Kristin's Blog: What happens when the home doesn't appraise in San Antonio, Texas?

What happens when the home doesn't appraise in San Antonio, Texas?

What happens when the home doesn't appraise in San Antonio, Texas?

You've heard the horror stories, right?  You are buying a home in San Antonio, you look and look and then find the perfect one! You make an offer, they accept, you are now under contract. After that you are moving right along thinking everything is GROOVY, you are so close to closing & then BAMMMMMMMMMMMMMMMMMMM! The appraisal comes in low. 

What do you do? 

Don't freak out! There are a few options in this scenario that can work out in your favor.  Working with your agent & lender can be beneficial. 

FIRST, review the appraisal with your agent.  Since you paid for it, it is your decision to release it to the selling agent or not.  If you decide to go this route, you can ask the seller to lower their purchase price to meet the appraised value given by the appraiser.  Let's say you are purchasing the home for $300,000 & the appraisal comes back at $295,000, there's a $5,000 difference.  If they don't agree to lower their price move on to the your second option.  In the case of an FHA loan, it is in the seller's best interest to lower their price since that appraisal will stay with the home.  Conventional appraisals don't.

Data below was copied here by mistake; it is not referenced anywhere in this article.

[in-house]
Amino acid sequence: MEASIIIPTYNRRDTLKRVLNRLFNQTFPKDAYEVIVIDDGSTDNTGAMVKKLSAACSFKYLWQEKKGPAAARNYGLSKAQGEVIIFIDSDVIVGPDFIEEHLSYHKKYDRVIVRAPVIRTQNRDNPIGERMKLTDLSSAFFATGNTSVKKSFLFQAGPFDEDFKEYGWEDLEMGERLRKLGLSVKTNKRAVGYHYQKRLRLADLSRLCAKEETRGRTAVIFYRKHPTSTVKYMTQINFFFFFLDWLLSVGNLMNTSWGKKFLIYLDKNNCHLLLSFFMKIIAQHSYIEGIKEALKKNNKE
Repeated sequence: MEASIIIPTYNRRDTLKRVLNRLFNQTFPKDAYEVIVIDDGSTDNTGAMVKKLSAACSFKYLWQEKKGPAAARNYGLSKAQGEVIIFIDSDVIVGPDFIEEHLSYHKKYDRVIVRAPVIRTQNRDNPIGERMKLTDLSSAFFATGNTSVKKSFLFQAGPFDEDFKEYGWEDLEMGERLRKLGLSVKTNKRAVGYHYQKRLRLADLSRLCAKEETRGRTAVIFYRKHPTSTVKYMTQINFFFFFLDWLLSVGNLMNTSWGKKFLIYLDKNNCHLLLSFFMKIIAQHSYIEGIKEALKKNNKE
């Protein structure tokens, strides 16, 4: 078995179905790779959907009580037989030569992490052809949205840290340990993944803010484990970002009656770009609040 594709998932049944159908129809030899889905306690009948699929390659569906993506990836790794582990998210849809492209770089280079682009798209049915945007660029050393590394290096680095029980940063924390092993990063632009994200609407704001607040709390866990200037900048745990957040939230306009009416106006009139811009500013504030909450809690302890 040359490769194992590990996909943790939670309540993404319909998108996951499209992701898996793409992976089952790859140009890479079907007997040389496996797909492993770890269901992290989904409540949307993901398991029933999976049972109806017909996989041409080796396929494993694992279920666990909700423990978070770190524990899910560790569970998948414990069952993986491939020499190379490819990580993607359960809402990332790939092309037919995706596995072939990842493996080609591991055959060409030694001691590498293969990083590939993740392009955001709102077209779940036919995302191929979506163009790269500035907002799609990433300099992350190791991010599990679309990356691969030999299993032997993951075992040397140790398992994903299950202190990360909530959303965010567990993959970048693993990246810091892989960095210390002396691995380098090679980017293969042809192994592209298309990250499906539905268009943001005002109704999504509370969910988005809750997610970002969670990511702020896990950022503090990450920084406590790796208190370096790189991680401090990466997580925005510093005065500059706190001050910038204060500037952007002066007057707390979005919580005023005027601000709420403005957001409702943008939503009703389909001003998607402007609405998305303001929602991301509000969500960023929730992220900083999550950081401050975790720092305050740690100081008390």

SECOND, ask the lender to contest the appraised value with the appraiser.  They can do this by providing more comparable homes to them.  Sometimes this helps, sometimes it doesn't.  The truth of the matter is, you can have three different appraisers appraise the home & get three different values. If the appraiser doesn't budge your last option is to.....

THIRD, pay the difference yourself.  This is painful, I know.  Most folks who end up in this situation feel stuck.  They have come this close, they expect to close in days & then they are thrown for a major LOOP!

Of course your agent is going to assist you in making the right decision in this case! Keep your fingers crossed & wait for the words, "IT APPRAISED!"

Kristin Moran

Specializing in San Antonio & surrounding cities
RE/MAX Access - Realtor®/Owner 210.313.7397

Buy a home from me, use the truck to move for free!



Comment balloon 30 commentsKristin Moran • March 12 2013 12:46PM


Great write up Kristin and terrific advice to buyers who are buying in San Antonio who have an appraisal come in low. Hopefully the seller will lower the price so all things can continue smoothly :)!  

Well deserved feature :)!

Posted by Brenda Mullen, Your San Antonio TX Real Estate Agent!! (RE/MAX Access) over 7 years ago

I agree with Brenda: hopefully they will lower the price.